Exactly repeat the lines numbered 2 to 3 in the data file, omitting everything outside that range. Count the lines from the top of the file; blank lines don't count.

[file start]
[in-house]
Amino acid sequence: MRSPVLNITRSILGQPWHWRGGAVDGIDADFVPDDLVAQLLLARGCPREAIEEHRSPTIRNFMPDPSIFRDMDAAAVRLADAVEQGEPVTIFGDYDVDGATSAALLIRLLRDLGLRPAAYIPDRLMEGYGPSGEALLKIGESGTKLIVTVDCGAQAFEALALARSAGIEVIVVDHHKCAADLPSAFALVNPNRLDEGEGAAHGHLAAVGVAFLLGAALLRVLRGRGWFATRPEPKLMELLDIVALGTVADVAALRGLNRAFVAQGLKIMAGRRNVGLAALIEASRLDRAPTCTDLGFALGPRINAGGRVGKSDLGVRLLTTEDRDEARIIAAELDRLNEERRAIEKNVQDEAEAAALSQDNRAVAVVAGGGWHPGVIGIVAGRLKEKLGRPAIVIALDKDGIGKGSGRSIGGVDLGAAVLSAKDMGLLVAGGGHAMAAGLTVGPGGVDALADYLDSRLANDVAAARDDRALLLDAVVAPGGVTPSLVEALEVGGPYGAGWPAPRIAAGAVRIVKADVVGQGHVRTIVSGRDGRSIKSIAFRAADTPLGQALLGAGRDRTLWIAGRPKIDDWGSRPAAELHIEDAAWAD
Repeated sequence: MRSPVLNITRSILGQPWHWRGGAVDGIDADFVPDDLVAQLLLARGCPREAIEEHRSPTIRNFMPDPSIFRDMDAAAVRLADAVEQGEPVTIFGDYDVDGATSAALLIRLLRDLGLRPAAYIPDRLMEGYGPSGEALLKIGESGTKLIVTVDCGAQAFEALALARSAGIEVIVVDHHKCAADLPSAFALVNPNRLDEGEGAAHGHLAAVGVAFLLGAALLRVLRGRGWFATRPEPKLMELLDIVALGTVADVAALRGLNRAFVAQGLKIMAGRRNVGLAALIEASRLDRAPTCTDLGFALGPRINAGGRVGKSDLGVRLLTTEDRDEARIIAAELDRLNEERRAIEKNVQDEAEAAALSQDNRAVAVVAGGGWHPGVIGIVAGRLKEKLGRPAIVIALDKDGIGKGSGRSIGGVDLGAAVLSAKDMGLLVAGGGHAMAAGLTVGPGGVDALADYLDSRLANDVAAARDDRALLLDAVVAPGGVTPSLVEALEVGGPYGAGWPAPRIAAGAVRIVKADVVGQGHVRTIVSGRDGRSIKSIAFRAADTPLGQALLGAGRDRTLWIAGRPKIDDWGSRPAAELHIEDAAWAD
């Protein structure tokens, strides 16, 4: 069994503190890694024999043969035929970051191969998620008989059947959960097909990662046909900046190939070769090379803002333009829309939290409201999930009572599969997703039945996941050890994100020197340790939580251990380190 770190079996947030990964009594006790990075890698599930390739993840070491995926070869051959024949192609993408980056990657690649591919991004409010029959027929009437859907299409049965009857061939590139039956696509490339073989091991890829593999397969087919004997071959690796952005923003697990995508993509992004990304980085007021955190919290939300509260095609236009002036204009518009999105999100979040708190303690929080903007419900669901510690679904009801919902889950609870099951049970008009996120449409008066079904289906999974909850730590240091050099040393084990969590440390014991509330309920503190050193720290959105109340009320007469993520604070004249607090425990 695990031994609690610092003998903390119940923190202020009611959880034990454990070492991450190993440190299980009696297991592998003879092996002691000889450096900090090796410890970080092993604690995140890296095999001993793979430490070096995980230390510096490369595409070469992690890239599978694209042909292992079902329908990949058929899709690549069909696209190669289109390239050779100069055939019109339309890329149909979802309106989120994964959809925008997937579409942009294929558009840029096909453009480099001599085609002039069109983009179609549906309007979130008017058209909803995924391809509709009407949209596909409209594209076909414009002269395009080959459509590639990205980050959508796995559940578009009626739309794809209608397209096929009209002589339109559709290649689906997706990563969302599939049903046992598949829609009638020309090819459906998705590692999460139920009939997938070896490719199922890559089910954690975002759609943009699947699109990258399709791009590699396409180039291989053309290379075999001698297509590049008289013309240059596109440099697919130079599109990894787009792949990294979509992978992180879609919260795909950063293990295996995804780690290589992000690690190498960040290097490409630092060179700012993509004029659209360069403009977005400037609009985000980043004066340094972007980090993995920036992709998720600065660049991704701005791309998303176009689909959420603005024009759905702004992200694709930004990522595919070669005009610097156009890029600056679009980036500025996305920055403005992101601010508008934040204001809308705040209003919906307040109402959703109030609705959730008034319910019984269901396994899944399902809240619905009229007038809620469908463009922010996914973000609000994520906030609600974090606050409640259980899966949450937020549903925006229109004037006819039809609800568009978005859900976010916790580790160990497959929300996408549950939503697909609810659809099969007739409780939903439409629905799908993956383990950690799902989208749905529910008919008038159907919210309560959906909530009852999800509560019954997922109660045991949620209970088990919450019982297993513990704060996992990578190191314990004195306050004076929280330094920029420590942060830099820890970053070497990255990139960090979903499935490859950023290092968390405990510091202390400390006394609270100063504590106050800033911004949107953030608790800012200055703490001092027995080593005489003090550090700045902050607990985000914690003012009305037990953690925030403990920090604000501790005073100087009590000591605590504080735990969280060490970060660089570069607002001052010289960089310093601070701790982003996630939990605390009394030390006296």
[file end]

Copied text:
Amino acid sequence: MRSPVLNITRSILGQPWHWRGGAVDGIDADFVPDDLVAQLLLARGCPREAIEEHRSPTIRNFMPDPSIFRDMDAAAVRLADAVEQGEPVTIFGDYDVDGATSAALLIRLLRDLGLRPAAYIPDRLMEGYGPSGEALLKIGESGTKLIVTVDCGAQAFEALALARSAGIEVIVVDHHKCAADLPSAFALVNPNRLDEGEGAAHGHLAAVGVAFLLGAALLRVLRGRGWFATRPEPKLMELLDIVALGTVADVAALRGLNRAFVAQGLKIMAGRRNVGLAALIEASRLDRAPTCTDLGFALGPRINAGGRVGKSDLGVRLLTTEDRDEARIIAAELDRLNEERRAIEKNVQDEAEAAALSQDNRAVAVVAGGGWHPGVIGIVAGRLKEKLGRPAIVIALDKDGIGKGSGRSIGGVDLGAAVLSAKDMGLLVAGGGHAMAAGLTVGPGGVDALADYLDSRLANDVAAARDDRALLLDAVVAPGGVTPSLVEALEVGGPYGAGWPAPRIAAGAVRIVKADVVGQGHVRTIVSGRDGRSIKSIAFRAADTPLGQALLGAGRDRTLWIAGRPKIDDWGSRPAAELHIEDAAWAD
Repeated sequence: MRSPVLNITRSILGQPWHWRGGAVDGIDADFVPDDLVAQLLLARGCPREAIEEHRSPTIRNFMPDPSIFRDMDAAAVRLADAVEQGEPVTIFGDYDVDGATSAALLIRLLRDLGLRPAAYIPDRLMEGYGPSGEALLKIGESGTKLIVTVDCGAQAFEALALARSAGIEVIVVDHHKCAADLPSAFALVNPNRLDEGEGAAHGHLAAVGVAFLLGAALLRVLRGRGWFATRPEPKLMELLDIVALGTVADVAALRGLNRAFVAQGLKIMAGRRNVGLAALIEASRLDRAPTCTDLGFALGPRINAGGRVGKSDLGVRLLTTEDRDEARIIAAELDRLNEERRAIEKNVQDEAEAAALSQDNRAVAVVAGGGWHPGVIGIVAGRLKEKLGRPAIVIALDKDGIGKGSGRSIGGVDLGAAVLSAKDMGLLVAGGGHAMAAGLTVGPGGVDALADYLDSRLANDVAAARDDRALLLDAVVAPGGVTPSLVEALEVGGPYGAGWPAPRIAAGAVRIVKADVVGQGHVRTIVSGRDGRSIKSIAFRAADTPLGQALLGAGRDRTLWIAGRPKIDDWGSRPAAELHIEDAAWAD